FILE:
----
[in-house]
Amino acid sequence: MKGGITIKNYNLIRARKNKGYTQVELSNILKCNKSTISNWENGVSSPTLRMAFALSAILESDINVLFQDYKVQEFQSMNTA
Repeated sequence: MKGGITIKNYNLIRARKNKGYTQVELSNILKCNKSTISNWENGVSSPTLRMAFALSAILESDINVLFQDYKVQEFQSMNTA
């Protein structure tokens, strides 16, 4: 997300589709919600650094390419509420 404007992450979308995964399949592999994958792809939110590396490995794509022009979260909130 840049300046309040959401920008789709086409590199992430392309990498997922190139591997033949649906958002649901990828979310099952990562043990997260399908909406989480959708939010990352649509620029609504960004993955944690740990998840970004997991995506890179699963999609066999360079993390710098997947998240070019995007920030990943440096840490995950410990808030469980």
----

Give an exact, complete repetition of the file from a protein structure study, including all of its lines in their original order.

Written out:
[in-house]
Amino acid sequence: MKGGITIKNYNLIRARKNKGYTQVELSNILKCNKSTISNWENGVSSPTLRMAFALSAILESDINVLFQDYKVQEFQSMNTA
Repeated sequence: MKGGITIKNYNLIRARKNKGYTQVELSNILKCNKSTISNWENGVSSPTLRMAFALSAILESDINVLFQDYKVQEFQSMNTA
């Protein structure tokens, strides 16, 4: 997300589709919600650094390419509420 404007992450979308995964399949592999994958792809939110590396490995794509022009979260909130 840049300046309040959401920008789709086409590199992430392309990498997922190139591997033949649906958002649901990828979310099952990562043990997260399908909406989480959708939010990352649509620029609504960004993955944690740990998840970004997991995506890179699963999609066999360079993390710098997947998240070019995007920030990943440096840490995950410990808030469980």